Several liberal media organizations are reporting the results of a new same-sex parenting study which suggests that gay parents do a better job of raising children than the general population. There are four imporant points to understand about that study, however.
Here are a few of the headlines:
The Huffington Post: "Children Of Gay Parents Are Happier And Healthier Than Their Peers, New Study Finds"
The study, though, does not warrant the conclusions suggested by those titles.
"Parent-reported measures of child health and wellbeing in same-sex parent families: a cross-sectional survey," by lead author Dr. Simon R. Crouch at The University of Melbourne in Australia, was published June 21 by the journal BMC Public Health. The co-authors were Elizabeth Waters, Ruth McNair, Jennifer Power and Elise Davis. Power is affiliated with La Trobe University. The rest of the authors are at The University of Melbourne.
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The study found that children of same-sex parents scored higher on measures of general behavior, general health and family cohesion than the general population of Australia. The study also measured how often the parents felt stigmatized for being gay. A high number of stigmas was negatively correlated with measures of the children's physical activity, mental health and family cohesion.
Here are four important points to understand about the study:
1) The study did not use a random sample.
To make a generalizable conclusion about a population, scientific studies need a large, probability sample of the population, sometimes called "random sample" or "representative sample." A probability sample means that those surveyed are representative of the general population.
The Crouch study was based upon a convenience sample, or non-probability sample. Participants for the study were recruited through gay and lesbian community email lists and ads posted in gay and lesbian press. This means that the participants volunteered for the study and were not randomly chosen from the population.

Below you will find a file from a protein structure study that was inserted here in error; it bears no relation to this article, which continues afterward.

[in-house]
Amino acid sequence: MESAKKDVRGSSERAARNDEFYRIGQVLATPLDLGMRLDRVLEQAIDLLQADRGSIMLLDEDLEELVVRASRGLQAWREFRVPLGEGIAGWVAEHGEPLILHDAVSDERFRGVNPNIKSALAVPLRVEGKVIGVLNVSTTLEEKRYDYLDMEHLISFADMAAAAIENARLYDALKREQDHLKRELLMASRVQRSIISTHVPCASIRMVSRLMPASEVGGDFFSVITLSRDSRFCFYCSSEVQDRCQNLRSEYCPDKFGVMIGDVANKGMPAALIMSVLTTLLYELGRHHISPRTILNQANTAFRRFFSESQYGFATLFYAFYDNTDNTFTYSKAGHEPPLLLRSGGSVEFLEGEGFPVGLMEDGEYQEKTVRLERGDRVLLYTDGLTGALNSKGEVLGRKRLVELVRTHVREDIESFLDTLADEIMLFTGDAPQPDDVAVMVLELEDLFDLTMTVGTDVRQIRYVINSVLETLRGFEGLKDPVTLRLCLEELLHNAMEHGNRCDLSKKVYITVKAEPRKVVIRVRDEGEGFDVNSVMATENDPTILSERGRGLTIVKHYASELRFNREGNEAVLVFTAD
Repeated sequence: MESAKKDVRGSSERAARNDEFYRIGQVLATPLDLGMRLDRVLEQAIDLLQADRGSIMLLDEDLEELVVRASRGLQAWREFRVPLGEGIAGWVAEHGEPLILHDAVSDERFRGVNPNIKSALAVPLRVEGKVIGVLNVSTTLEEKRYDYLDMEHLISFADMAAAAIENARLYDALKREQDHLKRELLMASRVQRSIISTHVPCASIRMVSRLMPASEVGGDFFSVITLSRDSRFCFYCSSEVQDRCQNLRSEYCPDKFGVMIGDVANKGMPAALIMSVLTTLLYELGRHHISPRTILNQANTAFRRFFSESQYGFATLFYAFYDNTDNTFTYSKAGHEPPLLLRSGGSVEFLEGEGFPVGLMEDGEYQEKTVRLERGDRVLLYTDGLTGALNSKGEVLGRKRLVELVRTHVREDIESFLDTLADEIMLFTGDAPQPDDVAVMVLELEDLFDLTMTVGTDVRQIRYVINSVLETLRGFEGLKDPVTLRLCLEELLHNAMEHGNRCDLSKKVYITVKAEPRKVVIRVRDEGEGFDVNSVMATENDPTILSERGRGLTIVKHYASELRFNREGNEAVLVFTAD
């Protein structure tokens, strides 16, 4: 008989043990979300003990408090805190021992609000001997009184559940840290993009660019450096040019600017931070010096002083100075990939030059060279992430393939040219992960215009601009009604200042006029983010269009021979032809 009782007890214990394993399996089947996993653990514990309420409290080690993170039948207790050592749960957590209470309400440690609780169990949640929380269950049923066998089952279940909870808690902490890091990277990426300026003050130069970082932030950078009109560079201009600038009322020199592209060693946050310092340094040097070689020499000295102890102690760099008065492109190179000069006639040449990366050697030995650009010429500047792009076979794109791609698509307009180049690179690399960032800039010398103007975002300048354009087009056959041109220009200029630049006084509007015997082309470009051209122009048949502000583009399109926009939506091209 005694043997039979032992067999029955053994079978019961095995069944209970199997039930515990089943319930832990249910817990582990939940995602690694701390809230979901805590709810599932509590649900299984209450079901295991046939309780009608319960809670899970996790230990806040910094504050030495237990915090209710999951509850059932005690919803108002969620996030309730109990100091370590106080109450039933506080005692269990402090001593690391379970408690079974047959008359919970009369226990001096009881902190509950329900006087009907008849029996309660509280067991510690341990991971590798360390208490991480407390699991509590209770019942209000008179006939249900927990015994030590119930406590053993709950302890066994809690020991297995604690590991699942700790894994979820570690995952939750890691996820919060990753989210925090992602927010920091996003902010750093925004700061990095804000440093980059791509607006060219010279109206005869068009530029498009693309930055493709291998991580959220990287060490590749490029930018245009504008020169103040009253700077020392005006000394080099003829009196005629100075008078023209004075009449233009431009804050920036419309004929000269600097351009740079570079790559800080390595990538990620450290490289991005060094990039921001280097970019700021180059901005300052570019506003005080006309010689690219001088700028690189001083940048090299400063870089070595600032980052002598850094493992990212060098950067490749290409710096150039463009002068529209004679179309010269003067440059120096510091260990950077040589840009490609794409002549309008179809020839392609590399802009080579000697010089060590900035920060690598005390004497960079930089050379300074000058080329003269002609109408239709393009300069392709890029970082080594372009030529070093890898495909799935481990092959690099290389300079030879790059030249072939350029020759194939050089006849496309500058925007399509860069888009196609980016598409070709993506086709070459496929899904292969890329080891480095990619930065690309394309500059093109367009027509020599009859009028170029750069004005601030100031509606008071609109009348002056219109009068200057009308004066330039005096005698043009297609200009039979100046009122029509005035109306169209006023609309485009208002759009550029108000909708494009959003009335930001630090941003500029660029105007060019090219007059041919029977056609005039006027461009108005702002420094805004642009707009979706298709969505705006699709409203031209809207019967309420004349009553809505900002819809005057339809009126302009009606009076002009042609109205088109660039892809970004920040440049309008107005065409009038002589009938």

The sample had 315 parents of 500 children. Most of the children, 80 percent, had a female parent complete the survey. Eighteen percent had a male parent, while the remaining parents described themselves as "other gendered."
As stated in the study: "Every effort was made to recruit a representative sample, and from the limited data available about same-sex parent families it appears that the [study's] sample does reflect the general context of these families in contemporary Australia."
Convenience samples can be an important research tool when probability samples are difficult to achieve. They can also help researchers design better studies and help them resolve issues with their research before conducting large scale studies. Social scientists understand, however, that conclusions about a general population should not be drawn based upon a convenience sample.
2) The study did not compare same-sex parents to biological parents.
Previous studies have shown that kids do best when they are raised by their biological parents and those parents are married. The Crouch study, however, compares its convenience sample of children raised by same-sex parents to the general population, which includes those raised by single parents, step parents, foster parents and other same-sex parents.
The study cannot conclude, therefore, that children raised by gay parents have better or worse outcomes than children raised in two-parent heterosexual households.
3) The study relies upon parent-reported outcomes.
The health and well-being of the children are based upon what the parents say they are. While these measures are being compared to other parent-reported measures, there are reasons that gay and lesbian parents might overstate their outcomes at a greater rate than the general population.